9th All-Africa Games: Give us your Reflections!



This post is to entertain reflective comments from those who attended the 9th All-Africa Games in Algiers, Algeria. We want to hear about your experiences and observations. Tell us about the atmosphere and perhaps about the conditions there. If you have personal stories or if you know of any stories with humour, intrigue, inspiration, or historic importance, please post them. If you want to write about African chess parties 🙂 or side blitz tournaments, please do so. We want to hear about friendly rivalries and also the play-by-play excitement leading up to the last round.

If you would like to share pictures, I can post them if you send them to webmaster@thechessdrum.net. I am planning to build a collage of photos in the “Historic Moments” section of the main Drum site. Also if you have games, I’d like to put some of them on this blog or even some key positions. Let’s show the world what excitement Africa brings to the world chess community!


  1. Well, so the All Africa games are over now.The performance of the teams was brilliant. I did not travel with the team but I followed the games all the way. The contest was tight. We all knew that Egypt would carry the day but for the second position Zambia had been the favorites though South Africa was right on Zambia’s tail. Any slight mistake by one team would see either of the teams taking second place.
    Well Zambia erred and South Africa took second place leading by half a point.
    My views of this tournament is that more countries should participate and in future we would like to see more women participate in this tournament. This is one of the biggest events in African chess and chess bodies should give it the seriousness it deserves.
    But on the overall performance of the teams, according to the teams that travelled, the strengh of the players has improved tremendously.

    Big up to all the medalists

  2. Response to the Drum List below:
    ” I have not received any reflections on the blog from African players who attended the All-Africa Games. It tells me one of two things (1) the experience was so bad, that it would rather be forgotten or (2) there is no passion about sharing games and photos.

    I have noticed a steady decline in chess coverage in Africa and this trend is troubling. Apart from Botswana’s Kenneth Boikhutswane, there is not much African chess news. Allafrica.com carries some reports and fortunately, there are a few websites and blogs emerging, but otherwise it is hard to find reports from African tournaments. There has to be more effort in marketing African chess to the public, or no one will know that African chess exists.”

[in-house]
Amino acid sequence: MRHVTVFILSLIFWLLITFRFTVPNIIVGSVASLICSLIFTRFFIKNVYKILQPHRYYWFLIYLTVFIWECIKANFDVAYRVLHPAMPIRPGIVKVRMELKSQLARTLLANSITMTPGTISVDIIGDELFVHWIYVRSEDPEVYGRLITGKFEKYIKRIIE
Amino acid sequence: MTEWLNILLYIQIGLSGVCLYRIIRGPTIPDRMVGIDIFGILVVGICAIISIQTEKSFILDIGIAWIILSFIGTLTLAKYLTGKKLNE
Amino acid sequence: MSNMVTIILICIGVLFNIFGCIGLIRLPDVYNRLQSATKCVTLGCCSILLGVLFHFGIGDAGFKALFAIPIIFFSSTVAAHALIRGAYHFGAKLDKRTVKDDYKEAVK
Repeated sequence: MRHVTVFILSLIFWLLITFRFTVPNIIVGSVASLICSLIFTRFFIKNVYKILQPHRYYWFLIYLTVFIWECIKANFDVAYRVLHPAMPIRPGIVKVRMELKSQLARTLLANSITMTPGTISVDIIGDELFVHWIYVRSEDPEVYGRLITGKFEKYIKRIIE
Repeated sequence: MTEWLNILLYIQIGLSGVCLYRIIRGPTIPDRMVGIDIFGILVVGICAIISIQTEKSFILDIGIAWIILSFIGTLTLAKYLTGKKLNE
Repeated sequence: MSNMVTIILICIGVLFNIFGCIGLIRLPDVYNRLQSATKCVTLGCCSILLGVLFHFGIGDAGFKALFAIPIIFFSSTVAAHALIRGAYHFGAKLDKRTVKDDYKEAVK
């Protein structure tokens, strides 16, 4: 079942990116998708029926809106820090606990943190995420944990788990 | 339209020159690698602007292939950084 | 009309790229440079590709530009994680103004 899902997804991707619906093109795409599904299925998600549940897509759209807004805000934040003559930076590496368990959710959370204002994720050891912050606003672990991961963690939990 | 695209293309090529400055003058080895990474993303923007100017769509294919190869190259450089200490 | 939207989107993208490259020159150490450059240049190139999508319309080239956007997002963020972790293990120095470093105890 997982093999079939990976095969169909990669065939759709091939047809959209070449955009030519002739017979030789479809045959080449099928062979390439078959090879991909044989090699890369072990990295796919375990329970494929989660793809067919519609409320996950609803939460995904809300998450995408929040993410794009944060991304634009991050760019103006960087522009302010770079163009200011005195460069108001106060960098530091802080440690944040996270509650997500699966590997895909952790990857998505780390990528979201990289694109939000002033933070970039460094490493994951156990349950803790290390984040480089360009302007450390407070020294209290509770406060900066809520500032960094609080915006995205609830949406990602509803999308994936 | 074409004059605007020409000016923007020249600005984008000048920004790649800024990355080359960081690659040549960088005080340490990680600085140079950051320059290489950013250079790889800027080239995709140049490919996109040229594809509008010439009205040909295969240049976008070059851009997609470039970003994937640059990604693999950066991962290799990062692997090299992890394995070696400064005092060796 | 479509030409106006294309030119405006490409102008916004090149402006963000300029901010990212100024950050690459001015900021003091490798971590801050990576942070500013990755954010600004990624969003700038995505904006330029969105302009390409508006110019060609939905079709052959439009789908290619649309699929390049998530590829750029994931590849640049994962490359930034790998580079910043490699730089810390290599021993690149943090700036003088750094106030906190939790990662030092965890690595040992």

Daaim Shabazz, The Chess Drum

    “To the above Chess drum flash, I disagree with the first assumption and somewhat agree with the second.

    I don’t think it’s because of a bad experience of any sort that the players may or may not have had at the Africa games that they are not sharing but rather lack of passion for sharing.

    As someone who edits a chess website, I have been faced with these kinds of disappointments in African chess players not responding to requests by chess journalist/players combo of our kind. I have thought a lot about this and have come to the conclusion that it may be because of priority of life:

    1. Just what is the immediate priority of the African Chess player? Is it sharing their chess experiences or some other cares of life that may be deterring them from responding the way we would want them to?

    2. Secondly, have we offered them something in return for these favors that we often take for granted? If not, do we have plans to reward chess player/Journalist who contribute major articles (not a mere statement) to our websites? Sometimes we have to do these things to get results that are hard to obtain. We know there were many chess playing nations at the All Africa Games. You will think some of their chess players will be out to giving their views of the chess tournament. How about the winners? Won’t they want their stories told?